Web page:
At the bottom of the page, significantly, are names of the victims chosen by Philip; none of the slaves’ actual names were ever recorded. As if to undermine any notion of a possible point of origin for the story, the first three letters of the poem are www, suggesting world wide web, and yet these three w’s remain in a kind of proto-semantic state, not syntactically subordinated, referring to no one or no thing directly. The words that do rise off the page are monosyllabic, often are fillers or homonymic, signs perhaps of dysfluency or of being heard by a non-English speaker or even perhaps of being heard from below deck or from below the sea: “our/go/goo/oh/one/won/dey/ah/ay/day s.”
Philip describes the composition of Zong! as the product of a number of serendipitous events, among which she lists her “laser printer for no apparent reason print[ing] the first two or three pages [of one section] superimposed on each other — crumped, so to speak — so that the page becomes a dense landscape of text”  [Philip 2008, 206]. Philip claims that the laser printer did this to the “beginning of each movement of the second part of the book…the same thing happens”  [Philip 2008, 206]. So far as I can tell, however, only in the Ebora chapter (Figure 3) does the malfunctioning laser printer produce a palimpsestic overwritten text.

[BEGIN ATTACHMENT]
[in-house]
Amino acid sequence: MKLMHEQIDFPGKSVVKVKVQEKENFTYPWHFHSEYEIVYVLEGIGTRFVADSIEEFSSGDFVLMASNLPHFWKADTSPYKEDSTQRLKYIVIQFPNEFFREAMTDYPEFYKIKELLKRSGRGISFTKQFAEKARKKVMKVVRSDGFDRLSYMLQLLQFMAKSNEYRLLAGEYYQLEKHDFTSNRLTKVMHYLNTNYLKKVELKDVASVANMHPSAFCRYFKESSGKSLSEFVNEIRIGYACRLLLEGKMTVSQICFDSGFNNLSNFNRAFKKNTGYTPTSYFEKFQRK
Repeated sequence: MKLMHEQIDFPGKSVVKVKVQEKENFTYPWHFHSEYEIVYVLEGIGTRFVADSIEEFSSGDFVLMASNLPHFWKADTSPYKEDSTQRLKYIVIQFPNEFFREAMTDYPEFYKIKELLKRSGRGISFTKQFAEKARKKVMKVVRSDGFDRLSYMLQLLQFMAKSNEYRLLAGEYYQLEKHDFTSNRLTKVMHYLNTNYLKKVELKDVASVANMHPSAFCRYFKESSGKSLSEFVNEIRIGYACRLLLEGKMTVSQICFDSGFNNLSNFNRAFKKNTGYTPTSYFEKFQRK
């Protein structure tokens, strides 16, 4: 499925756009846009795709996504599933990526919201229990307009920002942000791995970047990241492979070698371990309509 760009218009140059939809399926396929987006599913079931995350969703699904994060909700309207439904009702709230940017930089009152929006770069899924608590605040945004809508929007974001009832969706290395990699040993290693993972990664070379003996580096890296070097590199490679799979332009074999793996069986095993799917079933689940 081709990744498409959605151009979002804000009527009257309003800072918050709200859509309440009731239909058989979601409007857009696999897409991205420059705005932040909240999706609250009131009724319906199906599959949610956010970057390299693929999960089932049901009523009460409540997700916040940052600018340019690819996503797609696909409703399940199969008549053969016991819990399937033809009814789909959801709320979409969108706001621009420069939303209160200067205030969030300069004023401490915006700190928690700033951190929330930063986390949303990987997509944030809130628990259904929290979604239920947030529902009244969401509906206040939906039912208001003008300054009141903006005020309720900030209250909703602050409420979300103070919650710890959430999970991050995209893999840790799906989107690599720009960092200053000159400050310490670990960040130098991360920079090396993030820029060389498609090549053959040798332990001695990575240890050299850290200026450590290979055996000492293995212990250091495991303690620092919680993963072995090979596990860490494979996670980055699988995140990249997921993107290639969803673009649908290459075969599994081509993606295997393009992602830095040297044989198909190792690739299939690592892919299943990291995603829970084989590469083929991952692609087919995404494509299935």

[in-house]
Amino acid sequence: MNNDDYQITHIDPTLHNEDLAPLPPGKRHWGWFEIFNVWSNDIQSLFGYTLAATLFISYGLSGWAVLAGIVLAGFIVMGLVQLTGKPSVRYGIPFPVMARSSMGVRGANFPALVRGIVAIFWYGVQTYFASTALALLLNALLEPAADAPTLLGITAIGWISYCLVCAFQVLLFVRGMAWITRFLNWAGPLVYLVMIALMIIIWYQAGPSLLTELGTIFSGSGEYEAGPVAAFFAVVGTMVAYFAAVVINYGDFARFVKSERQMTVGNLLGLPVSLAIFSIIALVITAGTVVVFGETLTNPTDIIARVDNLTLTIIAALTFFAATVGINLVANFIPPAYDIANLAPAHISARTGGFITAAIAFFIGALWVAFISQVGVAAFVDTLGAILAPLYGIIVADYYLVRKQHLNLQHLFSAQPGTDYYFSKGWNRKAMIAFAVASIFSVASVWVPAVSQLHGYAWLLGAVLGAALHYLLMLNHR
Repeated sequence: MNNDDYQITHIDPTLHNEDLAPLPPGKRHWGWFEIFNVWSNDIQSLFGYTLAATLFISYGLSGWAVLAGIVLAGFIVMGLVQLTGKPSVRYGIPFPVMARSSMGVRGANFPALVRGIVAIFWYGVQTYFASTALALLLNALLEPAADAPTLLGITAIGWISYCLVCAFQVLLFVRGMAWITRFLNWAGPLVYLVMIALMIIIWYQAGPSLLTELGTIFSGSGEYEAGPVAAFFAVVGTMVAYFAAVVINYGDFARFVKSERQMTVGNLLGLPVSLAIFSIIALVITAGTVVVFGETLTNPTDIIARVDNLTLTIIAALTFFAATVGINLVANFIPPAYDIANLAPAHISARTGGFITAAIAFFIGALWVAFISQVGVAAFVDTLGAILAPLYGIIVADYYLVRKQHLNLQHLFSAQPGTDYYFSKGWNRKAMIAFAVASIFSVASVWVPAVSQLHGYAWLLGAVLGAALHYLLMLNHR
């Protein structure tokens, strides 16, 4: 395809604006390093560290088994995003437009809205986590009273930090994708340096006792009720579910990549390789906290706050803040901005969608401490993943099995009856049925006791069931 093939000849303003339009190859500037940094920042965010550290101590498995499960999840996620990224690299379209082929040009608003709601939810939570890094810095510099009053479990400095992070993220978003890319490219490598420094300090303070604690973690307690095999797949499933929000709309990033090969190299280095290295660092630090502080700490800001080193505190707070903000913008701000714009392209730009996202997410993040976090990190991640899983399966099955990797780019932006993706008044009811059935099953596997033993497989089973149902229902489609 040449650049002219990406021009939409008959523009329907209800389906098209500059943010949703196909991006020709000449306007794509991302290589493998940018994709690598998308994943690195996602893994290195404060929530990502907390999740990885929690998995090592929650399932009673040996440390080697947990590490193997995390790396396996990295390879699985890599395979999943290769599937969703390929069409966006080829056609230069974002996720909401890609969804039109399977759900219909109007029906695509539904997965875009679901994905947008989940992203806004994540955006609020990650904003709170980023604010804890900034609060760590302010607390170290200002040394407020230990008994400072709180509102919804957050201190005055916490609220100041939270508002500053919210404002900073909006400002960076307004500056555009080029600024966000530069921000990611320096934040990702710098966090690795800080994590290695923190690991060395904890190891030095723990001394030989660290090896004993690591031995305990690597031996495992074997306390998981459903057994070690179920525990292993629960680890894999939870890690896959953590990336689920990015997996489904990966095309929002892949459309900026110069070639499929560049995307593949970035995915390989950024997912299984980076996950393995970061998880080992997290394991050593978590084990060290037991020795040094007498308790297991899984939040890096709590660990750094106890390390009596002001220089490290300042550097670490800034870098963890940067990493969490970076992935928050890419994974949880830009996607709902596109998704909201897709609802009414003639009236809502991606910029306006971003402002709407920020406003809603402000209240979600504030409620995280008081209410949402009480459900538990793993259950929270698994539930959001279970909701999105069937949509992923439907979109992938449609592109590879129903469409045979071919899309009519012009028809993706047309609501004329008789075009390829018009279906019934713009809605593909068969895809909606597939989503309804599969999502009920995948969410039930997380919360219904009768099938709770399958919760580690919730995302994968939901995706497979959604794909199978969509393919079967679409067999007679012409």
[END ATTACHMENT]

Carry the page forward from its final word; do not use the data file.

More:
Figure 3. 
Zong! from page 177 [light grey font in original]